Paul Young: “Wherever I Lay My Hat” Live, with Pino Palladino (1985)

I never cared for the 80’s music scene (then or now).

But when I listen to Paul Young’s recordings, I’m amazed how Pino Palladino‘s bass lines have aged so well, even if the rest of the music of that era hasn’t.

Here’s Paul Young and company performing the laid back, fretless-focused “Wherever I Lay My Hat”, live in 1985 at Rockpalast.

Once again, try to ignore the hair. And the sunglasses.

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Share your thoughts

  1. Nice! But the jam was “I’ going to tear your playhouse down”!

  2. It was originally written by Marvin Gaye and always had this reggae feel to it, that’s why I always liked the Sanchez reggae version of this tune.

  3. The Palladin! If you hang on for a bit, I’ll post a pub gig he did recently…

    • Been taken offline. Shame, it was him and Hamish Stuart, Jim Mullen and Graham Harvey amongst others performing “I’ll Be Around” at Hamish’s pub.

  4. Pino is one of my bass gods. And my favourite fretless player, hands down.

    As for the music of the 80s – I’d say it was much better than majority of today’s “radio friendly” stuff… What we had then? We had Paul Young, we had Duran Duran (yes, I admit, I’m a fan), we had Level 42, we had Toto! And now? Barbies singing through vocoders and heavy use of autotune. Don’t tell me it’s better than those “plastic” 80s…

  5. So 80’s- So Fret Less- So Cool!

  6. R&B pop bass playing at its’ BEST!

  7. Sidenote: fretless Stingrays sound so good…

  8. Need Video w/ Paul Numan.

  9. How can you lump all of the 80’s together? There was so much to love about music in the 80’s even if you don’t love the pop stuff (Michael Jackson or Peter Gabriel?) – the proliferation of the hardcore and general indie movements, the mass splintering of the metal genre (thrash-, speed-, funk-, industrial-metal, etc.), the birth of hip-hop, and plenty of great alternative and avantgarde music, all while laying all the ground work necessary for most of the great albums of the 90s to be possible! I need to pick on people who say the 80’s sucked as much as I do the people that say music today sucks. There’s always great music out there. ALWAYS! Fantastic website, anyway! :)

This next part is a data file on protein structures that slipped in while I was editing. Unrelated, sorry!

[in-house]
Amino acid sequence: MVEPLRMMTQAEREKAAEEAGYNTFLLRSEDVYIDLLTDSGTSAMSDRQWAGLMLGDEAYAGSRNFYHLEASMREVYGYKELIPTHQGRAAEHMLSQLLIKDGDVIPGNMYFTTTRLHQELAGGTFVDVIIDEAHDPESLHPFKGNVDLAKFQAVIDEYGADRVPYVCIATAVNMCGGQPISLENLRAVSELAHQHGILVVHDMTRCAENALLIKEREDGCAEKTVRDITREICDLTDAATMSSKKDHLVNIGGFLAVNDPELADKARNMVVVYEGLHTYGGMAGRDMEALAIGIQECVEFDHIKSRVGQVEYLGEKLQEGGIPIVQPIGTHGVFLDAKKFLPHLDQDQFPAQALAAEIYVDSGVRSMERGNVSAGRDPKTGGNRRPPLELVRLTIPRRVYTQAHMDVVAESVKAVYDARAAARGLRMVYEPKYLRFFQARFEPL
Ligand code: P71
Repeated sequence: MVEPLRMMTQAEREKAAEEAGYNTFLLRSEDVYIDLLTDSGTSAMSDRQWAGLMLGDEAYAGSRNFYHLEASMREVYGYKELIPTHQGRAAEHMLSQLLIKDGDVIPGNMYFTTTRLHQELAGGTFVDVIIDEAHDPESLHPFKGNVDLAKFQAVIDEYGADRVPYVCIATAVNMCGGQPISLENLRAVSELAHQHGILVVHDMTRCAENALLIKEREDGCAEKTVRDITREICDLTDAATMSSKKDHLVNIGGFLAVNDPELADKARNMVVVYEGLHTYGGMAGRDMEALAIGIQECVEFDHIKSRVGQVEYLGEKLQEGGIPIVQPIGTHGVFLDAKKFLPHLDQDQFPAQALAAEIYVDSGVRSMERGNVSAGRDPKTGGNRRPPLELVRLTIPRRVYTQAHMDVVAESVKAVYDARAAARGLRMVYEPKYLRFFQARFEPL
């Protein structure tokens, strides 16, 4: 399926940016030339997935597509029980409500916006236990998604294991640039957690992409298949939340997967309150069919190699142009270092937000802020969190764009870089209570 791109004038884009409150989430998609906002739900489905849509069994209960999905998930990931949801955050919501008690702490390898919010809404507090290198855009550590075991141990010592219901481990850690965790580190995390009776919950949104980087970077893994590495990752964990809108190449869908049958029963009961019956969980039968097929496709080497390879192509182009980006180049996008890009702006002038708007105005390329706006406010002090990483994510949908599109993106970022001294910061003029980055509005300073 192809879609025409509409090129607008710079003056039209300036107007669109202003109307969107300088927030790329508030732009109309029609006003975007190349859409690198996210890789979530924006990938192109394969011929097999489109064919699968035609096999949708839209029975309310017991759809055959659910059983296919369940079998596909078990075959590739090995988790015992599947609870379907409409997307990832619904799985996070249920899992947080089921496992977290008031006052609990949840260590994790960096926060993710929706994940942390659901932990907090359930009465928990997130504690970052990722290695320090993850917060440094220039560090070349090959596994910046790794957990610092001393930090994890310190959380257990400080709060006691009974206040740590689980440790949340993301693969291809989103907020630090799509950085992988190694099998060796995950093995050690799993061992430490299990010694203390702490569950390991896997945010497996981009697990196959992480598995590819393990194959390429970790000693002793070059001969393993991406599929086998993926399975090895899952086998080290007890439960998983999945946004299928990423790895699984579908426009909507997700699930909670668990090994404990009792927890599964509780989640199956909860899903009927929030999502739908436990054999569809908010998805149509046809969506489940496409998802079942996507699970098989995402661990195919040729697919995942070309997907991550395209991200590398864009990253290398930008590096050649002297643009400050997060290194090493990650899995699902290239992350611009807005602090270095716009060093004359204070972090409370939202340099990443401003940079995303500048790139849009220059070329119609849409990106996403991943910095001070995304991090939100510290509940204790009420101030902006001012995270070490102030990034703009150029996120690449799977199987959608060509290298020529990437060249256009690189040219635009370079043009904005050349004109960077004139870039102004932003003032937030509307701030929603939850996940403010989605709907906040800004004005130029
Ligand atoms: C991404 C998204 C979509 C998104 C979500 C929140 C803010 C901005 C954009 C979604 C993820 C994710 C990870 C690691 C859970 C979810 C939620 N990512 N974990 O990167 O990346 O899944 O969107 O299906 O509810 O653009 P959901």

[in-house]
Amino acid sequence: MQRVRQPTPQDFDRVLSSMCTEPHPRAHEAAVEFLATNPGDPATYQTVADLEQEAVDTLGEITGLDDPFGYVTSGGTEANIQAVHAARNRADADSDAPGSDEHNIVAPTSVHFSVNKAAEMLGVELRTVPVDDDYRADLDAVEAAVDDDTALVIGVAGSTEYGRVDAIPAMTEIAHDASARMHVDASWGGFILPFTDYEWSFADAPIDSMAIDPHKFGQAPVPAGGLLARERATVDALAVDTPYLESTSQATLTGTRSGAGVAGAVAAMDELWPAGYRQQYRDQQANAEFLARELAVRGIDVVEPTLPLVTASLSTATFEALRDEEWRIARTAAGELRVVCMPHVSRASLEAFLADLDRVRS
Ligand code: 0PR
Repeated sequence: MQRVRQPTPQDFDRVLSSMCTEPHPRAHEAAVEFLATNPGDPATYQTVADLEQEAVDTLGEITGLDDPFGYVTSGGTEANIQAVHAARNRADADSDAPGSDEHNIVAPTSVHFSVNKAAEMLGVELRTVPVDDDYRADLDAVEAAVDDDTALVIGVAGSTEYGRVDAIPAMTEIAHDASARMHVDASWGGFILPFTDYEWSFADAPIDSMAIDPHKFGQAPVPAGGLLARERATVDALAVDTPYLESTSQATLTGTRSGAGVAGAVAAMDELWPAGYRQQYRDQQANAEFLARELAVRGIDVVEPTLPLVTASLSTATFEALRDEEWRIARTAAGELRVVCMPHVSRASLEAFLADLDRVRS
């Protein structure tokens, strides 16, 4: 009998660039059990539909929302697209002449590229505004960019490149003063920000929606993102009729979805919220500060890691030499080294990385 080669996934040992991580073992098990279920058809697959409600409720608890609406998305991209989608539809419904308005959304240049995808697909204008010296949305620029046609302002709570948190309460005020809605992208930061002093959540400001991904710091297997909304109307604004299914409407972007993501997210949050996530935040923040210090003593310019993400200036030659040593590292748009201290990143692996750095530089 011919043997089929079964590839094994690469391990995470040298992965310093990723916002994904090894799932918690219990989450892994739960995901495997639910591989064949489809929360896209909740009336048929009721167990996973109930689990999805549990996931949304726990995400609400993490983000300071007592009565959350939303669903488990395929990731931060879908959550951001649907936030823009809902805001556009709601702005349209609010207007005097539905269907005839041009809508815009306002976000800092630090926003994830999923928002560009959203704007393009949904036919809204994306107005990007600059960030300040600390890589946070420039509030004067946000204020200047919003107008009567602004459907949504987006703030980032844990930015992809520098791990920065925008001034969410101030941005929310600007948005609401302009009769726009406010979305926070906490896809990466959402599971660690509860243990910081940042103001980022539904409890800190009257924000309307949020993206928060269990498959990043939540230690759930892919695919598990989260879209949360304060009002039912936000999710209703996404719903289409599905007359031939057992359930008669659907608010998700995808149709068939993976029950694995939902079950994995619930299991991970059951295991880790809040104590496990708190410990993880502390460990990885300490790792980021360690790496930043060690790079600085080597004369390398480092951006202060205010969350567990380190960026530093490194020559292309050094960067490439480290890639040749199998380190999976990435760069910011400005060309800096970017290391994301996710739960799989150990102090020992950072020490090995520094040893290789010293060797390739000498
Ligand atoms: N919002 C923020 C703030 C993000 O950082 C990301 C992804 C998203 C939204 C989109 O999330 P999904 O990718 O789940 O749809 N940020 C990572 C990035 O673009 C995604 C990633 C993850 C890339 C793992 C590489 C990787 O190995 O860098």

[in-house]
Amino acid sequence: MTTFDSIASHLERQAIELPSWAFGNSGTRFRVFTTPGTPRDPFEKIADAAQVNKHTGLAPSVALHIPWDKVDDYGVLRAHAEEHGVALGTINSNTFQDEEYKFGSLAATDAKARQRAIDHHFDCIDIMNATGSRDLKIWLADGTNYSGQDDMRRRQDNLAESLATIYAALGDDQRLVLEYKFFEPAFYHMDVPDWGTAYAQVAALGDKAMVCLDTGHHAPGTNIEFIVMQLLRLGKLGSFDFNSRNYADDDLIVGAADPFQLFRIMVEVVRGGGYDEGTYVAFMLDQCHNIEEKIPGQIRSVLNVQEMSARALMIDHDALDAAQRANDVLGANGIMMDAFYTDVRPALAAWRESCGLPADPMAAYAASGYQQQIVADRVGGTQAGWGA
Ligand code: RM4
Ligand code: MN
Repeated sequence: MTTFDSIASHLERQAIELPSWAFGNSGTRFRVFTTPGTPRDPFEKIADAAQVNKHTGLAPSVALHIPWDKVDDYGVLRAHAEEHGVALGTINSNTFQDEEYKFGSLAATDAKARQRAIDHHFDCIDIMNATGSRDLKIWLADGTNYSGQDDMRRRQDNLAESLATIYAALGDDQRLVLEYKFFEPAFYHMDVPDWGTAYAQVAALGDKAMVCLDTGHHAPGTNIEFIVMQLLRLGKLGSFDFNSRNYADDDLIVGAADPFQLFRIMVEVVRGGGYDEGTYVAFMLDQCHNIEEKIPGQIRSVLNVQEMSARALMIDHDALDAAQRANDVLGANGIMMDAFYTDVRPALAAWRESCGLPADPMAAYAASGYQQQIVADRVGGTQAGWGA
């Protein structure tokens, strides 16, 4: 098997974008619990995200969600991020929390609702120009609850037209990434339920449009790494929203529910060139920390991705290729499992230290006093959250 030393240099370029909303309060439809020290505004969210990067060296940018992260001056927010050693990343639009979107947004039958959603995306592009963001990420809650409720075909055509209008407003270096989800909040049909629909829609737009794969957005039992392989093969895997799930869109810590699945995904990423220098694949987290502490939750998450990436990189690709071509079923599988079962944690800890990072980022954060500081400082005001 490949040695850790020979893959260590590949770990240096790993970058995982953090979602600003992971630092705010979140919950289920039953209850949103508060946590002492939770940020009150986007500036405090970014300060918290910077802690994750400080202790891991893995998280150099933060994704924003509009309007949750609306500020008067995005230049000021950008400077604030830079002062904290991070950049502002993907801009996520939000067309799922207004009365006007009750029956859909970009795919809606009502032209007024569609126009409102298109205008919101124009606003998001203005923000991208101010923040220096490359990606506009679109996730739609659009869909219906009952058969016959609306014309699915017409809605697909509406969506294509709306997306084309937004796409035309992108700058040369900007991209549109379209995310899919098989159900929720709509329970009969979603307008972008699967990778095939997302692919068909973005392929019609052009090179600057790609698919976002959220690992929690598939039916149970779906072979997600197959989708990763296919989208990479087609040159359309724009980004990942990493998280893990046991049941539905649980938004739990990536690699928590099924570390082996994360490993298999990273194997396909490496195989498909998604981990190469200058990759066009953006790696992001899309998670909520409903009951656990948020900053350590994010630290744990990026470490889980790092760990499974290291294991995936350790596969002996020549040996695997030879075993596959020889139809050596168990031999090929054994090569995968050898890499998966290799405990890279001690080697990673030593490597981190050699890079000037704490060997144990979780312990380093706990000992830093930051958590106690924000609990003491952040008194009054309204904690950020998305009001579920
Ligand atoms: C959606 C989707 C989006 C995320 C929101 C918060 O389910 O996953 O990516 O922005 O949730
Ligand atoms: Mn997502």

• Well, Chris… I lived through it ;) Seriously though, you’re right, there has to be something. But as I sit here, I’m trying hard to remember an album or song I love from that decade. There has to be one… but my brain can’t seem to remember any. I think the overuse of electronic instruments is what bothers me more than anything else.

    • Well, it’s all subjective so there’s nothing wrong with not liking something. Just to get this straight, you don’t like 80’s albums/songs from Michael Jackson, Peter Gabriel, The Police, Talking Heads, or Paul Simon? Dead Kennedys, Black Flag, X, or Fugazi? Pixies, Tom Waits, REM, Nirvana, Sonic Youth, Soundgarden, Mudhoney, or My Bloody Valentine? Metallica, Slayer, Nine Inch Nails, Big Black, or Ministry? Red Hot Chili Peppers, Faith No More, or Living Colour? Public Enemy, Beastie Boys, or Eric B. & Rakim? Jaco Pastorius, Eberhard Weber, or Pat Metheny? That just seems like an awful lot to throw away every album and every song!

      • Maciek Szczepa?ski

        I would put these: Nirvana, Sonic Youth, Soundgarden, Mudhoney, and NIN in the 90s, their greatest stuff came in this decade.

  10. I have been known to argue heavily that Pino’s bass line on Paul Young’s “Every time you go away”… is the most impeccably crafted bass line in Pop music history….

  11. Great bass part although for me, personally, I don’t care for the tone that Pino is using, but it does fit the era. On the other hand that sound, that distinctive, airy fretless tone works perfectly in Don Henley’s “In a New York Minute.”

  12. Phillip

    Can’t help thinking that Paul Young looks just like Ray Liotta.